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Study aids fall under..

Self Reg

Time Management/Procrastination fall under..

Self Reg

Attitude falls under..

Will

Concentration falls under..

Self Reg

Reading/Listening Comprehension falls under..

Skill

Note-taking falls under..

Skill

Selecting main ideas falls under..

skill

test-taking falls under..

skill

4 parts of Academic Environment

-nature of the task
-teacher expectations
-social context/support
-available resources

Guidelines for forming study group members

-similar academic interests; not friends
-similar motivation/dedication to success
-limit group to 5
-identify purpose/lifetime of group
-schedule regular group meetings at the same time/place
-get acquainted

actions for study group members

-goal setting
-gathering info
-processing
-evaluating
-facilitating

academic help seeking behaviors

-be aware of task difficulty
-consider all available info
-expressing need for help that is most suitable to particular circumstance
-processing help received in a way that the probability of success

Academic Help-Seeking

the degree to which you seek academic help AND how strategic you are when seeking help

3 types of help-seeking behavior

1. avoidant
2. executive
3. instrumental

Avoidant Help Seeking

wont ask for help, even when needed

Executive

will only ask for help to get an answer; not interested in learning
-goal: to get right answer quickly rather than learn material/develop skills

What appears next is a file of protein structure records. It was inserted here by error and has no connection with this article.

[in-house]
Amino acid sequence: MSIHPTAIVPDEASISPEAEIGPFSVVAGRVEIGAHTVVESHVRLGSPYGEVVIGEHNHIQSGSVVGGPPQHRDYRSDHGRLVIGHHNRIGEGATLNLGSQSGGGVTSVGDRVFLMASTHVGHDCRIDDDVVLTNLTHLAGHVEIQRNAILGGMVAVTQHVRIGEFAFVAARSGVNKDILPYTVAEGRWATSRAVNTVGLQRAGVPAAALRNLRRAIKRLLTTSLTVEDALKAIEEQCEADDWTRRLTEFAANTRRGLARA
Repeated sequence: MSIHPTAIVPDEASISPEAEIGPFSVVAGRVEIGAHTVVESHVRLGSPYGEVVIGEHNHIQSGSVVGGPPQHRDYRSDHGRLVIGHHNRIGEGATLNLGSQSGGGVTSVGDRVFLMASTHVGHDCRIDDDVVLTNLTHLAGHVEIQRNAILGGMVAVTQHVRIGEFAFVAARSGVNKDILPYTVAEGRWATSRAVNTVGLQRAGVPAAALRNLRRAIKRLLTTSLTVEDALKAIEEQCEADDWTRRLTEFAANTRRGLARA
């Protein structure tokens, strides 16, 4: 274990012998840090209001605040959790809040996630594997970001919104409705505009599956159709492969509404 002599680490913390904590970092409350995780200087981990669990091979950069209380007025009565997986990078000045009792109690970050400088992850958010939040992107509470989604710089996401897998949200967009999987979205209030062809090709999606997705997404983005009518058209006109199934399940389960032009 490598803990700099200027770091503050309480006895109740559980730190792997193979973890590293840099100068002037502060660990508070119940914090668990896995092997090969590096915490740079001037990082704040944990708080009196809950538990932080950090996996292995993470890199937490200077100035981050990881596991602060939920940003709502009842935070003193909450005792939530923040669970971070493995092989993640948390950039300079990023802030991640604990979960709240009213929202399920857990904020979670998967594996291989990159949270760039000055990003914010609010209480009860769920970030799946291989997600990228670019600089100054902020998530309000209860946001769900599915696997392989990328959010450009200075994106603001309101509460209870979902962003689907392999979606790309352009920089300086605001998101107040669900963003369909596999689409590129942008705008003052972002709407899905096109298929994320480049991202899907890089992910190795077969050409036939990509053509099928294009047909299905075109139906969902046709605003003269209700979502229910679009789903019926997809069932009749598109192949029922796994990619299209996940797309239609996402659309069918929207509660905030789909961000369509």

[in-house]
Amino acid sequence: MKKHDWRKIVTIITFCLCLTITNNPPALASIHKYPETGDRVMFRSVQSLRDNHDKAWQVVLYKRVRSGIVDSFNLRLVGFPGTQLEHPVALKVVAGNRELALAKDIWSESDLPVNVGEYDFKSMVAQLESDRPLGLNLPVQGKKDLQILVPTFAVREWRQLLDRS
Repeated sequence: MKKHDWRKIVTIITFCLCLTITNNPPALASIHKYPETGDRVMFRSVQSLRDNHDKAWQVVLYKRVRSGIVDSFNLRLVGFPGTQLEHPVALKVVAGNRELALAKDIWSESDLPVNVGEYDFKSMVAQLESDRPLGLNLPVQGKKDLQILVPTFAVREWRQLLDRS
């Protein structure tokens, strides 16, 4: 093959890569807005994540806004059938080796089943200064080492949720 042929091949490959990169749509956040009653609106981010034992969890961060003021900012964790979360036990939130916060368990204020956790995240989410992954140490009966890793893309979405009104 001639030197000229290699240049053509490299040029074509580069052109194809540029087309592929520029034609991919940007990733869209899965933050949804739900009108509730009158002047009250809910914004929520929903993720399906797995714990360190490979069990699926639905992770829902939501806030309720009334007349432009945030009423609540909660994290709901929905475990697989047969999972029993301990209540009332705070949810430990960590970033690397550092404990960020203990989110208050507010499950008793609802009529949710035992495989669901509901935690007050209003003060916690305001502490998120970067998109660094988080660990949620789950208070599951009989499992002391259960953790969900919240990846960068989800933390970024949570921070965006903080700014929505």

(performance goal)

Instrumental

best kind; want to understand the process behind it all
-goal: learn material/develop skill
-most strategic, long term memory
(mastery oriented)

Study Aids

Pre-reading: Title, Chapter summary/preview, Review questions
During-reading: Key terms, Graphics, Glossary, Marginal Notes
After-reading: Chapter summaries, Review questions, References

How are study aids useful?

-activates prior knowledge, checks understanding (self-testing), process info in new way (short->long term)

Effective study aids

-creating own makes more meaningful (organize, elaborate, make sense)

Strategies for managing time

1. master calendar/to-do lists
2. set useful goal, study on the run, just say 'no', scheduling time based on priorities, est. routine

Forms of procrastination stemming from self-deception

1. perfectionism
2. inappropriate commitments
3. perceiving job as too big
4. belief work best under pressure

Procrastination elimination strategies

1. Reinforcement (watch tv)
2. Reminders (sticky notes)
3. Bits and pieces (breakdown)
4. 5 Min plan
5. Face the music

Self-Regulation Steps

ARC
Awareness: what we are doing so we know whether or not we are meeting goals
Reflection: if attention wanders/break concentration, then we need to know what happened so we can redirect to task
Control: How will you achieve that redirection?

Attention vs Concentration

attention is something that gets our focus
concentration is something that maintains it

Limited Capacity to concentrate

-can only concentrated on a limited # of things at one time
-built-in limitation in our minds

Internal vs. external distractions

internal: sleepiness
external: tv

Strategies for concentrating while Listening

-read before class
-set goals
-watch instructor
-listen for main points
-generate questions
-thought-stopping
-use not-taking strategies

Strategies for concentrating while Studying

-develop awareness
-reflect on experiences
-take control
-improve study environment
-develop goals
-thought-stopping

3 factors that affect the reading process

-author
-reader
-text

Pre-Reading Strategies

-look at syllabus
-est goal
-skim
-develop questions

During-Reading Strategies

-find appropriate read speed
-read by idea units
-look for main ideas/supporting details
-ask questions to check for understanding
-use highlighter
-take notes in outline form
-paraphrase/summarize